Wiggins RE, et al. Ophthalmology. 2015;doi:10.1016/j.ophtha.2015.06.036.

July 23, 2015
1 min read

Electronic health records may improve financial returns, workflow efficiency


Wiggins RE, et al. Ophthalmology. 2015;doi:10.1016/j.ophtha.2015.06.036.

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The use of electronic health records may result in significant financial returns and workflow efficiency for practices, according to a report.

The prospective financial analysis evaluated data that affected cash flows relevant to the implementation of EHRs at Asheville Eye Associates, N.C., over a 5-year span. The practice consisted of 10.8 full-time equivalent providers.

In the first month of implementation, seven providers started using EHRs, which resulted in a schedule reduction of 0.41 patients per day over the first year of EHR use.

There were no changes in schedules during years 2 to 4.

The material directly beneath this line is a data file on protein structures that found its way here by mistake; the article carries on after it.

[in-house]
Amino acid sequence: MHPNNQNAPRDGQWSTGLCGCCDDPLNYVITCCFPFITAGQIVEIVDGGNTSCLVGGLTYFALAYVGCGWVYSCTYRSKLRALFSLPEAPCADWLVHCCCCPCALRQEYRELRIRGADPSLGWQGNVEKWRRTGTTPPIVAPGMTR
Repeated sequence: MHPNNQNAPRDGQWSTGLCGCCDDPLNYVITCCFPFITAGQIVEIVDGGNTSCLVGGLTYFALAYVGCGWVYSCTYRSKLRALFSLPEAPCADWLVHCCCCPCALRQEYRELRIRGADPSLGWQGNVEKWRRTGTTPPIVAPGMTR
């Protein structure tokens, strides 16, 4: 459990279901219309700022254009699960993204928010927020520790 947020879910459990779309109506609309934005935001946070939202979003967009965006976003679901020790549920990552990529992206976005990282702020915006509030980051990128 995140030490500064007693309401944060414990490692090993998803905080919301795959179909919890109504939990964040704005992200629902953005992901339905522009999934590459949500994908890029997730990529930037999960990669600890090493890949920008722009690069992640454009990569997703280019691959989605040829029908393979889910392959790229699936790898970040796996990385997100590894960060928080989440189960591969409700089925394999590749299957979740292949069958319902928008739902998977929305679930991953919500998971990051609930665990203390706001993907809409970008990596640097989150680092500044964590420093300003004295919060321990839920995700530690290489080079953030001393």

In year 5, there was a net annual increase of 1.23 patients per day in productivity for all providers, which was attributed to an increase in EHR familiarity and a greater number of returning patients, which reduced the number of new data entries.

The biggest positive cash flow was related to the net reduction in staffing of medical records, transcription, billing, check-out and appointment scheduling, the report said.

The payback period was 2 years 10 months. The internal rate of return on investment was 41%.

“It will be important that vendor software upgrades facilitate and future regulatory requirements related to EHR minimize impacts on productivity to avoid negatively impacting the return on investment for practitioners,” the authors said. by Kristie L. Kahl

Disclosure: Wiggins reports he receives site visit fees from Allscripts.